Application of PBPK modeling to predict monoclonal antibody disposition in plasma and tissues in mouse models of human colorectal cancer.

This investigation evaluated the utility of a physiologically based pharmacokinetic (PBPK) model, which incorporates model parameters representing key determinants of monoclonal antibody (mAb) target-mediated disposition, to predict, a priori, mAb disposition in plasma and in tissues, including tumors that express target antigens. Monte Carlo simulation techniques were employed to predict the disposition of two mAbs, 8C2 (as a non-binding control mouse IgG1 mAb) and T84.66 (a high-affinity murine IgG1 anti-carcinoembryonic antigen mAb), in mice bearing no tumors, or bearing colorectal HT29 or LS174T xenografts. Model parameters were obtained or derived from the literature. (125)I-T84.66 and (125)I-8C2 were administered to groups of SCID mice, and plasma and tissue concentrations were determined via γ counting. The PBPK model well-predicted the experimental data. Comparisons of the population predicted versus observed areas under the plasma concentration versus time curve (AUC) for T84.66 were 95.4 ± 67.8 versus 84.0 ± 3.0, 1,859 ± 682 versus 2,370 ± 154, and 5,930 ± 1,375 versus 5,960 ± 317 (nM × day) at 1, 10, and 25 mg/kg in LS174T xenograft-bearing SCID mice; and 215 ± 72 versus 233 ± 30, 3,070 ± 346 versus 3,120 ± 180, and 7,884 ± 714 versus 7,440 ± 626 in HT29 xenograft-bearing mice. Model predicted versus observed 8C2 plasma AUCs were 312.4 ± 30 versus 182 ± 7.6 and 7,619 ± 738 versus 7,840 ± 24.3 (nM × day) at 1 and 25 mg/kg. High correlations were observed between the predicted median plasma concentrations and observed median plasmaconcentrations (r2) = 0.927, for all combinations of treatment, dose, and tumor model), highlighting the utility of the PBPK model for the a priori prediction of in vivo data.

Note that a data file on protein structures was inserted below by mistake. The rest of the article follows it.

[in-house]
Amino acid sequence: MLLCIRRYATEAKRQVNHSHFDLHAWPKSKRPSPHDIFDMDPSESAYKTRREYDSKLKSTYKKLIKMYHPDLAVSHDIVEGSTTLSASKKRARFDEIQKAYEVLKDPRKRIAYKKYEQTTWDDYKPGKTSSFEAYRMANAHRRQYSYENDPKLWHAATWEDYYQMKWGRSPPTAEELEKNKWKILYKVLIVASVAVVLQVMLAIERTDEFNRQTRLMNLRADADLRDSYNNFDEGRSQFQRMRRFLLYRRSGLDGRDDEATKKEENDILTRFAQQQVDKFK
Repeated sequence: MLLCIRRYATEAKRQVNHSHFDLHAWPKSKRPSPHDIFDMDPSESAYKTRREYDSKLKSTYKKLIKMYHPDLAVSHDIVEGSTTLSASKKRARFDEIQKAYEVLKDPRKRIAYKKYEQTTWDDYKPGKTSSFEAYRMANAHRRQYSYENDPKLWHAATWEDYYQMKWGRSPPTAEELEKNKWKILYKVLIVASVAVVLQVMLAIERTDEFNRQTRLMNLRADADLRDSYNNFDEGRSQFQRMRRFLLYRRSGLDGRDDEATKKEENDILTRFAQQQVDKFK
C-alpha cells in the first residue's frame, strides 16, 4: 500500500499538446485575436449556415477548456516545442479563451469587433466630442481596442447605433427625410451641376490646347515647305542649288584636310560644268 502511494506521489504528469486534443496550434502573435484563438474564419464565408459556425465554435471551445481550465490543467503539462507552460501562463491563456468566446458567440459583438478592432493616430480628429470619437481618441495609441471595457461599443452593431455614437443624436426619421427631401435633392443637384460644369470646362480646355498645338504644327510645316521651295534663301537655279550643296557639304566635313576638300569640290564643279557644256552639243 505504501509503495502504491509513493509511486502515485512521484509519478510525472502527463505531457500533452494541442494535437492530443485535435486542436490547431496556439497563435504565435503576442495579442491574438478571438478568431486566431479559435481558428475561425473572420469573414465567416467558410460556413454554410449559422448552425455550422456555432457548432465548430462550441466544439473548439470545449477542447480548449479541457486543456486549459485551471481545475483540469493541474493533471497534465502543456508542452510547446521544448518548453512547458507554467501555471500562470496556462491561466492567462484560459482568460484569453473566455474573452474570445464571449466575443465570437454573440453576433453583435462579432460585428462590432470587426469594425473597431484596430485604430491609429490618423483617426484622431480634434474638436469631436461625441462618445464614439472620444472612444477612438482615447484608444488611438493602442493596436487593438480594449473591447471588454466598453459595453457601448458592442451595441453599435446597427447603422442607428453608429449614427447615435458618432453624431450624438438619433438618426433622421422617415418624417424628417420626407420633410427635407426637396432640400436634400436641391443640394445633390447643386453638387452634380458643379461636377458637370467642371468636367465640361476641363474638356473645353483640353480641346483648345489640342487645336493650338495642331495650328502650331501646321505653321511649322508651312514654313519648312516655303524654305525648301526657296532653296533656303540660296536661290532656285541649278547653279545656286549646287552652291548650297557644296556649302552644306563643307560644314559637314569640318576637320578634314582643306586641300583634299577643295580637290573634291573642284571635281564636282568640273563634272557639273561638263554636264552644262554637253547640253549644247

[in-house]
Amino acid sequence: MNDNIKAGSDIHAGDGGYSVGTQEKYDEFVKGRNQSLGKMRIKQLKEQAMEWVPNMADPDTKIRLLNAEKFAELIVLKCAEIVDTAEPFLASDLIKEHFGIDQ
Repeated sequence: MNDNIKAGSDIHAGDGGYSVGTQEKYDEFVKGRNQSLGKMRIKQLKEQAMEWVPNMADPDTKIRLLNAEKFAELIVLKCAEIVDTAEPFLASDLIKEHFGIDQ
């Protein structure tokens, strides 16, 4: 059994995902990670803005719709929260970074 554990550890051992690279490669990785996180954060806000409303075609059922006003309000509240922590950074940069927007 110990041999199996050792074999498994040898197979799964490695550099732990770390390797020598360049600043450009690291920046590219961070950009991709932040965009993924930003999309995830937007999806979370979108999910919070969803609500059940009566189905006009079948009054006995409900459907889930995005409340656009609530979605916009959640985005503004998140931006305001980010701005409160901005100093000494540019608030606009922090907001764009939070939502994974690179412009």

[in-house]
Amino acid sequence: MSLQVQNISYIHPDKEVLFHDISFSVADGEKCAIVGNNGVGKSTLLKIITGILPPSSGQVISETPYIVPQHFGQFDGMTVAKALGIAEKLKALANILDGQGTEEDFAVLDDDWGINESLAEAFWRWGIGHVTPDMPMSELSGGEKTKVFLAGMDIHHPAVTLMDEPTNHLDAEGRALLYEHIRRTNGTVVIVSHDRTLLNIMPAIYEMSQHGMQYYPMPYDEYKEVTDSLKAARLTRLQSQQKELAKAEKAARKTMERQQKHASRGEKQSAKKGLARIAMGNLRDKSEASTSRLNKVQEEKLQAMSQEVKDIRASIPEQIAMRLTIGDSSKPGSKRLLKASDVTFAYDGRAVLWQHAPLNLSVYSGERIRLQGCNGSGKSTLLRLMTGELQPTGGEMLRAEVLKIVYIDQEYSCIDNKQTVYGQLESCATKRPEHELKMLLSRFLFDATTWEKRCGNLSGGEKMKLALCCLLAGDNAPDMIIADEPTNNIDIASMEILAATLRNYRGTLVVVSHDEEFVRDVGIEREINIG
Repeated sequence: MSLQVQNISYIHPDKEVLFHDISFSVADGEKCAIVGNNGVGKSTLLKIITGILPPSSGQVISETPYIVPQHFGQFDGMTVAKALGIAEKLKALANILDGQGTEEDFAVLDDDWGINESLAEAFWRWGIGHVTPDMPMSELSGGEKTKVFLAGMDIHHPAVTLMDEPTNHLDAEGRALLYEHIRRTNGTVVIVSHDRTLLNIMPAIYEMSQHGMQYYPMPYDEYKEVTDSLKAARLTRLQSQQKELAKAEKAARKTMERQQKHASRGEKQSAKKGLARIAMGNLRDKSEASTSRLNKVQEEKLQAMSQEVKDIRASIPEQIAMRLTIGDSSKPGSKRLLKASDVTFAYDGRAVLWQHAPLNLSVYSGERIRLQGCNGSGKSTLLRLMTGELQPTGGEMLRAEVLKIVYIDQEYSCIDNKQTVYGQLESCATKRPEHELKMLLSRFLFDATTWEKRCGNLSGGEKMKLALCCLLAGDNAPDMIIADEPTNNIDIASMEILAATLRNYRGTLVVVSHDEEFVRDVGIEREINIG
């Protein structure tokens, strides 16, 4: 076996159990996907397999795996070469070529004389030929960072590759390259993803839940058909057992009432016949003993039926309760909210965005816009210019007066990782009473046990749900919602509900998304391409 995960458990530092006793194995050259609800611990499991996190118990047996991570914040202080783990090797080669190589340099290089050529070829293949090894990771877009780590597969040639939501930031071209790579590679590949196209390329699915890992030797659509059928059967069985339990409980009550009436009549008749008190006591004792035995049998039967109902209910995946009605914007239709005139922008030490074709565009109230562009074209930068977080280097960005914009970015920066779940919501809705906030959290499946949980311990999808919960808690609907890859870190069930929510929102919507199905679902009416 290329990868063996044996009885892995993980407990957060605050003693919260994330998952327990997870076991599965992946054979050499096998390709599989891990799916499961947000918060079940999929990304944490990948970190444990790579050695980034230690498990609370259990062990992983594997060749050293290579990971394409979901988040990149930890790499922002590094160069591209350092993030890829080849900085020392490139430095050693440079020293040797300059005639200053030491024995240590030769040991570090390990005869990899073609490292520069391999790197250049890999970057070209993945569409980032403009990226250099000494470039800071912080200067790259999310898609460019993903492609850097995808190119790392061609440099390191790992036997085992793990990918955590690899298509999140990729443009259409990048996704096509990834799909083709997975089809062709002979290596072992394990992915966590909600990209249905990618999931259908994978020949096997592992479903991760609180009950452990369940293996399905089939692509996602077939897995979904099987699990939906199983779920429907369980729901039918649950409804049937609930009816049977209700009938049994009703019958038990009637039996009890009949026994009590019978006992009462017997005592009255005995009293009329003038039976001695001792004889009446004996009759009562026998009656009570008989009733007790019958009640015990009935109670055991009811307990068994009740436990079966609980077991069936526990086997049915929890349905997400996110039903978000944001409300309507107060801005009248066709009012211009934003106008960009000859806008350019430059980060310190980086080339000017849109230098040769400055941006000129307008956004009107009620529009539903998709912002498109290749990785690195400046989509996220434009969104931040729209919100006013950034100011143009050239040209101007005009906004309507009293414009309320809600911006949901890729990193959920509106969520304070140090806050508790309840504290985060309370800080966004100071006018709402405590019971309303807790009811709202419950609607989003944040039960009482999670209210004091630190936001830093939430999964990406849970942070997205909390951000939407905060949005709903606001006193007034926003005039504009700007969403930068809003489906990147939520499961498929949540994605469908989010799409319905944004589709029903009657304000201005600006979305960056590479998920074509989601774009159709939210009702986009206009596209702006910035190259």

Lubna Abuqayyas, Joseph P. Balthasar
December 1, 2012
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